Aware of Egyptian temples in stone, Greeks in the 7thcentury began to build their own stone temples in a distinctive style. They usedlimestone in Italy and Sicily, marble in the Greek islands and Asia Minor, and limestonecovered with marble on the Greek mainland. Later they built chiefly in marble. Thetemples were rectangular and stood on a low, stepped terrace in an enclosure whererituals were performed. Small temples had a two-columned front porch, sometimes witha portico before it. Larger temples, with front and back porches, might have a six-columned portico before each porch or be entirely surrounded by a colonnade. Thecolonnade supported an entablature, or lintel, under the gabled, tiled roof.
Architects developed two orders, or styles of columns, the Doric and the Ionic(see Column). Doric columns, which had no bases and whose capitals consisted of asquare slab over a round cushion shape, were heavy and closely spaced to support theweight of the masonry. Their heaviness was relieved by the tapered and fluted shaft. Onthe entablature, vertical triglyphs were carved over every column, leaving between themoblonglater squaremetopes, which were at first painted and later filled with paintedreliefs. The Doric style originated on the mainland and became widespread. The Dorictemples at Syracuse, Paestum, Selinus, Acragas, Pompeii, Tarentum (Taranto),Metapontum, and Corcyra (Kerkira) still exist.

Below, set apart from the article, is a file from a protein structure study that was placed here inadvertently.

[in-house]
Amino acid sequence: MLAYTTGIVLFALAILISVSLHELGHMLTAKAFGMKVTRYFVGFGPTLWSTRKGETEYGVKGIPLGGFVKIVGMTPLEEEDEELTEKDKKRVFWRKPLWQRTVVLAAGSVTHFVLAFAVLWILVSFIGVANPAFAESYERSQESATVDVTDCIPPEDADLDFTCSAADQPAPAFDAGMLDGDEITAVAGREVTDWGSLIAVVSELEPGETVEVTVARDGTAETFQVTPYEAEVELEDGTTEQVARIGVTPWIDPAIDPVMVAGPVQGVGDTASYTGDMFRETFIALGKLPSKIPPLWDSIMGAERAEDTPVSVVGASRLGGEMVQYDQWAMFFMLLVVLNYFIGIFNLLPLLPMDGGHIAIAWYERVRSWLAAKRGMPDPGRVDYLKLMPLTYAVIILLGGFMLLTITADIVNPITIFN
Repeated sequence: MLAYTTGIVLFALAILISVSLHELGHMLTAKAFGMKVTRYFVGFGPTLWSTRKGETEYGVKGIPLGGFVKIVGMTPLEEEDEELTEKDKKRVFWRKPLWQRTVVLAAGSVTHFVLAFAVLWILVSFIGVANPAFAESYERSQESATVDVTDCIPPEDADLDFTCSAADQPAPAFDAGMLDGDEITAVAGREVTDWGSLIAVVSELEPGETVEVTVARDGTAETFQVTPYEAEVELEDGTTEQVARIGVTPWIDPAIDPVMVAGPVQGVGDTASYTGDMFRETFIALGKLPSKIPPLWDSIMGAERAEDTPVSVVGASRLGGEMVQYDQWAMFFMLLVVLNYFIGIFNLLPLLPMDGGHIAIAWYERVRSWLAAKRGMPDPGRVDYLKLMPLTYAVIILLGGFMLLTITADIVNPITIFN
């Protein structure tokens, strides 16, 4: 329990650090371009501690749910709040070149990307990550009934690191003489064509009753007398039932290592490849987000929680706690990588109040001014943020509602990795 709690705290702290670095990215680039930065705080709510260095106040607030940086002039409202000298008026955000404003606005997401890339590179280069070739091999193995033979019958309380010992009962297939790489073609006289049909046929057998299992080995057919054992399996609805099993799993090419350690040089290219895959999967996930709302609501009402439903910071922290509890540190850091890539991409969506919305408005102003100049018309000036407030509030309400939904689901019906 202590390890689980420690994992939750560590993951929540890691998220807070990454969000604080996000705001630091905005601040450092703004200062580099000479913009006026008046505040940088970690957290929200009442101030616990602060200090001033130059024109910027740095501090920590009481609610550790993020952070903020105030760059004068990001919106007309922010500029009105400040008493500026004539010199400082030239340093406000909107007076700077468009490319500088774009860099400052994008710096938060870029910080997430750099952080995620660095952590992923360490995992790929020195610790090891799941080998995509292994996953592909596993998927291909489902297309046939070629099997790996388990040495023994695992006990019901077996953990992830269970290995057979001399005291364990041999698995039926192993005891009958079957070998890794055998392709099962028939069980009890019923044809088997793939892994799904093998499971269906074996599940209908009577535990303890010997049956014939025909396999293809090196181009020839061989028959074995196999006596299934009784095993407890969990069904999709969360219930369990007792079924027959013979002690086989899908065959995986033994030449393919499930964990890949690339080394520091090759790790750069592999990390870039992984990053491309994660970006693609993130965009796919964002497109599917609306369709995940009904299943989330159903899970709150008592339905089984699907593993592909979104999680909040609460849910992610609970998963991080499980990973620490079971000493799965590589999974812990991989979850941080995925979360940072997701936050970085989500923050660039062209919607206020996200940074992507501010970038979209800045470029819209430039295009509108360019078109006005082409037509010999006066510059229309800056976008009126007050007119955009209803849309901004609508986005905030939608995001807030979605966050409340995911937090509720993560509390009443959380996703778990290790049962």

Especially notable is the Temple ofPoseidon at Paestum (450 BC).Columns in the Ionic style, which began in Ionia (Asia Minor) and the Greekislands, are more slender, more narrowly fluted, and spaced farther apart than Doriccolumns. Each rests on a horizontally fluted round base and terminates in a capitalshaped like a flat cushion rolled into volutes at the sides. The entablature, lighter than inthe Doric style, might have a frieze.
Examples of Ionic temples are in Ephesus nearmodern Izmir, Turkey, in Athens (the Erechtheum), and (some traces) in Naucratis,Egypt. There are three standard types of columns in Greek classical architecture. Theoldest is the Doric, which is the widest, has no base, and is topped by a simple abacuswith an echinus directly underneath it. The Ionic column has a base and a capital madeof scroll-shaped volutes directly beneath the abacus.
The most elaborate column is theCorinthian. It has the most complex base, and the capital is made of layers of carvedacanthus leaves ending in volutes. All three columns have fluted shafts.The Aryballos was a very colorful vase.
The black figure technique and the veryEastern-looking panther are characteristic of the Orientalizing style. Also characteristicare the flower like decorations, which are blobs of paint scored with lines. Themusculature and features of the panther are also the result of scoring.